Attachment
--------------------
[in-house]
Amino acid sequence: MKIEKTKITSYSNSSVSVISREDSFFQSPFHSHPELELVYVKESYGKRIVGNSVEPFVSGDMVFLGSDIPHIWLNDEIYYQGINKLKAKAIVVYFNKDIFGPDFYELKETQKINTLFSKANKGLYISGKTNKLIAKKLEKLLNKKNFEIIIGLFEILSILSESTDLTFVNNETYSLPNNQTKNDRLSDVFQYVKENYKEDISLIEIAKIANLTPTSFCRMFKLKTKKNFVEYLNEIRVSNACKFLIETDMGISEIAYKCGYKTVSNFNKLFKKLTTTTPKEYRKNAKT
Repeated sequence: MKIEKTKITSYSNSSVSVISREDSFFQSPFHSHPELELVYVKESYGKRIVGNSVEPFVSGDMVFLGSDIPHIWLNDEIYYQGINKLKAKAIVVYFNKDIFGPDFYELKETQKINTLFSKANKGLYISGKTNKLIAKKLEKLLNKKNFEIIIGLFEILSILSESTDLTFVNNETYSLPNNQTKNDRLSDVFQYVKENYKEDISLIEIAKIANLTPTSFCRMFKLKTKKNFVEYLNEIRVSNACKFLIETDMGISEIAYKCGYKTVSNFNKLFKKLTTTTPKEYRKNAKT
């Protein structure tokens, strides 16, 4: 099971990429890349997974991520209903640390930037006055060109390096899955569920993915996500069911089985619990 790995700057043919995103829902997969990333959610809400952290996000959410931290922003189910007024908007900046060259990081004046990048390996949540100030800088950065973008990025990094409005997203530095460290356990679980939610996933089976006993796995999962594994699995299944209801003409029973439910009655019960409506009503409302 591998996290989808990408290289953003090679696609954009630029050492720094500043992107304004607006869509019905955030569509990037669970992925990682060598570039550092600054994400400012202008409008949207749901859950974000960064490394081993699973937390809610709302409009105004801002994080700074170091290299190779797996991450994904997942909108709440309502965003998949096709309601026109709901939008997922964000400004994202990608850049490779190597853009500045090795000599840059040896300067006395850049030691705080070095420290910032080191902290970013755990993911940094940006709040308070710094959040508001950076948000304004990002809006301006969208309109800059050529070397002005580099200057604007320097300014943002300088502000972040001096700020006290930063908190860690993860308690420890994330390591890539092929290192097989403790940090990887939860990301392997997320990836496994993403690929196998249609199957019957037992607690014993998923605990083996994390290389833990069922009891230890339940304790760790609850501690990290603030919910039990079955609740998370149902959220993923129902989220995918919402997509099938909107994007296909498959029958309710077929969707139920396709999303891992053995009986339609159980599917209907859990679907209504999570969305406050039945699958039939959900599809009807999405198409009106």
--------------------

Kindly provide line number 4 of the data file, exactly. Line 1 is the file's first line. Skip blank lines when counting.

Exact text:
């Protein structure tokens, strides 16, 4: 099971990429890349997974991520209903640390930037006055060109390096899955569920993915996500069911089985619990 790995700057043919995103829902997969990333959610809400952290996000959410931290922003189910007024908007900046060259990081004046990048390996949540100030800088950065973008990025990094409005997203530095460290356990679980939610996933089976006993796995999962594994699995299944209801003409029973439910009655019960409506009503409302 591998996290989808990408290289953003090679696609954009630029050492720094500043992107304004607006869509019905955030569509990037669970992925990682060598570039550092600054994400400012202008409008949207749901859950974000960064490394081993699973937390809610709302409009105004801002994080700074170091290299190779797996991450994904997942909108709440309502965003998949096709309601026109709901939008997922964000400004994202990608850049490779190597853009500045090795000599840059040896300067006395850049030691705080070095420290910032080191902290970013755990993911940094940006709040308070710094959040508001950076948000304004990002809006301006969208309109800059050529070397002005580099200057604007320097300014943002300088502000972040001096700020006290930063908190860690993860308690420890994330390591890539092929290192097989403790940090990887939860990301392997997320990836496994993403690929196998249609199957019957037992607690014993998923605990083996994390290389833990069922009891230890339940304790760790609850501690990290603030919910039990079955609740998370149902959220993923129902989220995918919402997509099938909107994007296909498959029958309710077929969707139920396709999303891992053995009986339609159980599917209907859990679907209504999570969305406050039945699958039939959900599809009807999405198409009106």